Bro insults

The Zits strips for 10/10 and 10/11, on bro insults: what bros do instead of complimenting one another. Because actually complimenting another guy would be kinda faggy, totally not according to the Boy Code. And girls just don’t understand this basic fact.

(#1) Not any old insults, but ritual insults, like baboon-butt, which won’t be taken seriously; there’s no injury here

(#2) And monkey-heinie and flame brain, all of them serving not as insults but as signs of male bonding — male friendship and mutual regard

Earlier on this blog, in my 10/6/21 posting “Masculinity comics 2”:

[in a One Big Happy strip:] Ruthie heaps formulaic insults on her brother Joe (including the kid insults stupid head, monkey face, and nachos for brains — poopy head, a stand-in for the stronger shit for brains, would be the classic kid insult)

Kids slinging insults. I don’t know the literature on this — and I’m in no position to do a search for it — but anecdotally it seems clear that young children in our culture learn fairly early to sling sincere insults and also to lie; I don’t know when they put the two together to hurl false accusations. Separately, they pick up certain kinds of physical play aggression, especially chase games; and, at least among boys, wrestling with one another. All this eventually knits together to allow verbal play aggression, which can be a very tricky business, easily sliding from playfulness (itself serving several possible functions) into an attack masquerading as playfulness and on to frank genuine aggression, aimed at domination, humiliation, the infliction of pain, and the like.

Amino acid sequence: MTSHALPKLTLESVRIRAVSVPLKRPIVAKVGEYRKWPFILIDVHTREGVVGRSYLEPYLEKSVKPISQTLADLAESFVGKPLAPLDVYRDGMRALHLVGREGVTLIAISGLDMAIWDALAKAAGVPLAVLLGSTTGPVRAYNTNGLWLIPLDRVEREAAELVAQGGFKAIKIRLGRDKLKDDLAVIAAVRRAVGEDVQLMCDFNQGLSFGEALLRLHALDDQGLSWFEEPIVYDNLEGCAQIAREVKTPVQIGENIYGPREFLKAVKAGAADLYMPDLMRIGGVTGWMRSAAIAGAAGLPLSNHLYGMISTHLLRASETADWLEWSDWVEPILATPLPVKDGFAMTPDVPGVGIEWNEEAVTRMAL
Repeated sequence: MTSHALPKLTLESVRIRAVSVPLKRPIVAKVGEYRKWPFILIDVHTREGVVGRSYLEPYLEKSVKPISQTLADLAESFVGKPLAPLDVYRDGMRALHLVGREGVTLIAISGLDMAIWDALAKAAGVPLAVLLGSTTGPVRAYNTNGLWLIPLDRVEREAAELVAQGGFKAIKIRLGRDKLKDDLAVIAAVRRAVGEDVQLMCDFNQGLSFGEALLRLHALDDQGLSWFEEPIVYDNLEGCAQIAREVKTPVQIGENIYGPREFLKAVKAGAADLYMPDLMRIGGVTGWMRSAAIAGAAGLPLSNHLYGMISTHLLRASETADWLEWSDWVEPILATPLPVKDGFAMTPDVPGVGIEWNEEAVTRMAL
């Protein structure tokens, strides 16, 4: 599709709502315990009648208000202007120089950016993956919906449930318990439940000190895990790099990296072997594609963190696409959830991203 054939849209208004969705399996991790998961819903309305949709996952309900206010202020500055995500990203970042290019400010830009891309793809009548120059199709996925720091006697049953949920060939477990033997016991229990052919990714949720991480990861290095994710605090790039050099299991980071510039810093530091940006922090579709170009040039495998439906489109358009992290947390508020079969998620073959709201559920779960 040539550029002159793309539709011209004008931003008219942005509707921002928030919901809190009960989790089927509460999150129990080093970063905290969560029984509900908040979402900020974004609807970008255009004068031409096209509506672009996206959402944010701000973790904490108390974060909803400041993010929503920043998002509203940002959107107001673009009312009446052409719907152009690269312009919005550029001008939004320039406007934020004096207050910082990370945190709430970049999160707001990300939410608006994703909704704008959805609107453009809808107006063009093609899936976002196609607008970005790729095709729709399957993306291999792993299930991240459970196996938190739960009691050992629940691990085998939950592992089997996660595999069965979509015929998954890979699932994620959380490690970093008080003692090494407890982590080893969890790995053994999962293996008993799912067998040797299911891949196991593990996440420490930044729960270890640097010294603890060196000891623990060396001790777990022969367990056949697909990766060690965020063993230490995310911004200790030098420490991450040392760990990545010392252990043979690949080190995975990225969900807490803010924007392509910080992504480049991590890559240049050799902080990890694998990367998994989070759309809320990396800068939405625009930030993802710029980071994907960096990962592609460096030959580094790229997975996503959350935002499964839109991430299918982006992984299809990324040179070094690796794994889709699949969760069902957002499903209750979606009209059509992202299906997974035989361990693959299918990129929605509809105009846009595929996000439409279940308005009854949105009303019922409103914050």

Kids can practice verbal play aggression, without veering into genuine hurt, if they have available some verbal formulas that are fully conventionalized as playful only: this is the beauty of expressions like poopy-head.

… Formulaic ritual insults like poopy-head can be used without risk for the full range of functions of ritual insults: but also in

— expressing affection, closeness (we’re such good friends that I can call you poopy-head and you can call me stinky-feet);

— projecting a critique of power (from the less powerful against the more powerful: younger against older, girl against boy, protected against protector, weaker against stronger; in these situations, the more powerful will often choose not to respond in kind but to deflect the critique, for example, by a display of indifference …);

— or, in accordance with the Boy Code, providing a toughening-up ordeal, in which a boy learns (in a controlled situation) to “take it like a man” and “give as good as he gets”, in preparation for a lifetime of genuinely aggressive competition with other males

Toughening-up will move boys in a male band from the formulaic to powerful (but situationally tricky) insults like bastard, fuckface, dumbass, little-dick, and even faggot — insults that are are intended to provoke the target to respond in kind (or to exhibit heroic contemptuous endurance — nothing can rattle me, you fucks), just as physical aggression is intended to provoke what amount to controlled fights, in which the winner demonstrates his power and the loser his valor, and the two become the best of friends thereafter.

Or, more positively, in one-on-one interactions (rather than male-band interactions), the ritual insult can serve as a deflected avowal of friendship, expression of admiration, or compliment. Actual avowals of friendship, expressions of admiration, and compliments go unspoken; their recipients are expected to be able to infer all this from the rough camaraderie.

I know (see Sara in #2 above): Guys!


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